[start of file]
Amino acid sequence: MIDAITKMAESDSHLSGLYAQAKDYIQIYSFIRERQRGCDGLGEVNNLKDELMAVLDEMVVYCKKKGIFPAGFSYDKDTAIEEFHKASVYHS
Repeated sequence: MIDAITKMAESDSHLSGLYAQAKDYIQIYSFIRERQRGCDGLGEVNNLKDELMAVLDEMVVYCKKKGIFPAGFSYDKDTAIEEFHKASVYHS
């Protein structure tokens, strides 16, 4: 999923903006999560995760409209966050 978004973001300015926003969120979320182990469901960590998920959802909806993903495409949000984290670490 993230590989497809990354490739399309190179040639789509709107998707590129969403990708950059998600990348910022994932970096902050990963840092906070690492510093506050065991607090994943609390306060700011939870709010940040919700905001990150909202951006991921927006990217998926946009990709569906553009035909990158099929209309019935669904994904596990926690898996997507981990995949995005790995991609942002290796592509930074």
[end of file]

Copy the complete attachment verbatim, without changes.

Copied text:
Amino acid sequence: MIDAITKMAESDSHLSGLYAQAKDYIQIYSFIRERQRGCDGLGEVNNLKDELMAVLDEMVVYCKKKGIFPAGFSYDKDTAIEEFHKASVYHS
Repeated sequence: MIDAITKMAESDSHLSGLYAQAKDYIQIYSFIRERQRGCDGLGEVNNLKDELMAVLDEMVVYCKKKGIFPAGFSYDKDTAIEEFHKASVYHS
């Protein structure tokens, strides 16, 4: 999923903006999560995760409209966050 978004973001300015926003969120979320182990469901960590998920959802909806993903495409949000984290670490 993230590989497809990354490739399309190179040639789509709107998707590129969403990708950059998600990348910022994932970096902050990963840092906070690492510093506050065991607090994943609390306060700011939870709010940040919700905001990150909202951006991921927006990217998926946009990709569906553009035909990158099929209309019935669904994904596990926690898996997507981990995949995005790995991609942002290796592509930074």